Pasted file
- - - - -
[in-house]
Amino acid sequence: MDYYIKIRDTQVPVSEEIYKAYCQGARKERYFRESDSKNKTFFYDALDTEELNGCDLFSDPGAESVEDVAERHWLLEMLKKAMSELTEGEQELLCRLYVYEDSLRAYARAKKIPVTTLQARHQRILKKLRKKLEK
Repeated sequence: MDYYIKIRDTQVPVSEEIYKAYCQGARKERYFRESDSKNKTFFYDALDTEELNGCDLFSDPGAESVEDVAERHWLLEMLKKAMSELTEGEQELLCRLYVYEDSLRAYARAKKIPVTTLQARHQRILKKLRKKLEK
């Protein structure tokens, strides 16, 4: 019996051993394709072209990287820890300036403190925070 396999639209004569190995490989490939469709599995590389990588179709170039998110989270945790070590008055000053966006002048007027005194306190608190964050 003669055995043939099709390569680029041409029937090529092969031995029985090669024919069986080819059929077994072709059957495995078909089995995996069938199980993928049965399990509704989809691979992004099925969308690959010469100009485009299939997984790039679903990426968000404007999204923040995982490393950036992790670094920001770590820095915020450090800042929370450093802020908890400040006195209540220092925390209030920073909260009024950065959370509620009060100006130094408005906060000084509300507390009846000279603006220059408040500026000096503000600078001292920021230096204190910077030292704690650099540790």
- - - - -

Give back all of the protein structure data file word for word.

[in-house]
Amino acid sequence: MDYYIKIRDTQVPVSEEIYKAYCQGARKERYFRESDSKNKTFFYDALDTEELNGCDLFSDPGAESVEDVAERHWLLEMLKKAMSELTEGEQELLCRLYVYEDSLRAYARAKKIPVTTLQARHQRILKKLRKKLEK
Repeated sequence: MDYYIKIRDTQVPVSEEIYKAYCQGARKERYFRESDSKNKTFFYDALDTEELNGCDLFSDPGAESVEDVAERHWLLEMLKKAMSELTEGEQELLCRLYVYEDSLRAYARAKKIPVTTLQARHQRILKKLRKKLEK
């Protein structure tokens, strides 16, 4: 019996051993394709072209990287820890300036403190925070 396999639209004569190995490989490939469709599995590389990588179709170039998110989270945790070590008055000053966006002048007027005194306190608190964050 003669055995043939099709390569680029041409029937090529092969031995029985090669024919069986080819059929077994072709059957495995078909089995995996069938199980993928049965399990509704989809691979992004099925969308690959010469100009485009299939997984790039679903990426968000404007999204923040995982490393950036992790670094920001770590820095915020450090800042929370450093802020908890400040006195209540220092925390209030920073909260009024950065959370509620009060100006130094408005906060000084509300507390009846000279603006220059408040500026000096503000600078001292920021230096204190910077030292704690650099540790």